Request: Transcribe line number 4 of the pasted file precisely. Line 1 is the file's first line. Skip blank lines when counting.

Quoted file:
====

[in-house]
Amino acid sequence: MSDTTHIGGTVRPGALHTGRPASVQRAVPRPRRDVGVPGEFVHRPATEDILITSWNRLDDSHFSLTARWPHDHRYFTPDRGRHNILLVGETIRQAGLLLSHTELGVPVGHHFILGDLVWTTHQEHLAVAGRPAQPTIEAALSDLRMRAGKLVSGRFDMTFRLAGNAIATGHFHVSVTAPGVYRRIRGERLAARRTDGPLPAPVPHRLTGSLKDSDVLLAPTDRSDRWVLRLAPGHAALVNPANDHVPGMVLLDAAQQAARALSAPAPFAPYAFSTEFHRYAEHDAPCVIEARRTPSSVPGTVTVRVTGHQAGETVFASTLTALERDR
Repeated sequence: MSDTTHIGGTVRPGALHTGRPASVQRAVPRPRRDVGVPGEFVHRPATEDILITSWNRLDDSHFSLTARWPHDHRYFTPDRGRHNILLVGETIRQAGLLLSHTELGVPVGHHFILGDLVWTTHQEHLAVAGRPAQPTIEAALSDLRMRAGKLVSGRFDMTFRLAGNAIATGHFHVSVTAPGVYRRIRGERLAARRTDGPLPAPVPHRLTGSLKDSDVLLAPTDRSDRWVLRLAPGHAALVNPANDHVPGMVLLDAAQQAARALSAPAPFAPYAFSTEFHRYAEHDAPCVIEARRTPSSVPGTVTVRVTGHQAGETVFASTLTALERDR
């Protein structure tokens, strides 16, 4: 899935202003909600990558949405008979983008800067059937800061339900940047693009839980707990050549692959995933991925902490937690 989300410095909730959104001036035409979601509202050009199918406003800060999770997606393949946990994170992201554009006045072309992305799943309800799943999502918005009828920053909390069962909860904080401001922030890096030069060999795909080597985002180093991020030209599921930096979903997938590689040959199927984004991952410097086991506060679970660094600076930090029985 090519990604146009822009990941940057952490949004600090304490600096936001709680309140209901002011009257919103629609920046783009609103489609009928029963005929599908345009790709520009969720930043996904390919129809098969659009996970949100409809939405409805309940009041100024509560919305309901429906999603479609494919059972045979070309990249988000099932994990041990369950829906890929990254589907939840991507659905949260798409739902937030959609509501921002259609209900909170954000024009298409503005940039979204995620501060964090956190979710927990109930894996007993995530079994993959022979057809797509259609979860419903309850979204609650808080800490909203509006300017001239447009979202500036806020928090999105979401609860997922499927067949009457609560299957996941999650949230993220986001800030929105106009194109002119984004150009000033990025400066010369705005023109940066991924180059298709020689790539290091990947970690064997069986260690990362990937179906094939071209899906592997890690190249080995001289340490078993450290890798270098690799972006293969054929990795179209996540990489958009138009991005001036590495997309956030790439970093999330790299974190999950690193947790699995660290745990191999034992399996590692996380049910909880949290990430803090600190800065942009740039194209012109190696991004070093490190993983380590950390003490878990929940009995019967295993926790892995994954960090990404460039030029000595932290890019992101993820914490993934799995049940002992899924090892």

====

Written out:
């Protein structure tokens, strides 16, 4: 899935202003909600990558949405008979983008800067059937800061339900940047693009839980707990050549692959995933991925902490937690 989300410095909730959104001036035409979601509202050009199918406003800060999770997606393949946990994170992201554009006045072309992305799943309800799943999502918005009828920053909390069962909860904080401001922030890096030069060999795909080597985002180093991020030209599921930096979903997938590689040959199927984004991952410097086991506060679970660094600076930090029985 090519990604146009822009990941940057952490949004600090304490600096936001709680309140209901002011009257919103629609920046783009609103489609009928029963005929599908345009790709520009969720930043996904390919129809098969659009996970949100409809939405409805309940009041100024509560919305309901429906999603479609494919059972045979070309990249988000099932994990041990369950829906890929990254589907939840991507659905949260798409739902937030959609509501921002259609209900909170954000024009298409503005940039979204995620501060964090956190979710927990109930894996007993995530079994993959022979057809797509259609979860419903309850979204609650808080800490909203509006300017001239447009979202500036806020928090999105979401609860997922499927067949009457609560299957996941999650949230993220986001800030929105106009194109002119984004150009000033990025400066010369705005023109940066991924180059298709020689790539290091990947970690064997069986260690990362990937179906094939071209899906592997890690190249080995001289340490078993450290890798270098690799972006293969054929990795179209996540990489958009138009991005001036590495997309956030790439970093999330790299974190999950690193947790699995660290745990191999034992399996590692996380049910909880949290990430803090600190800065942009740039194209012109190696991004070093490190993983380590950390003490878990929940009995019967295993926790892995994954960090990404460039030029000595932290890019992101993820914490993934799995049940002992899924090892």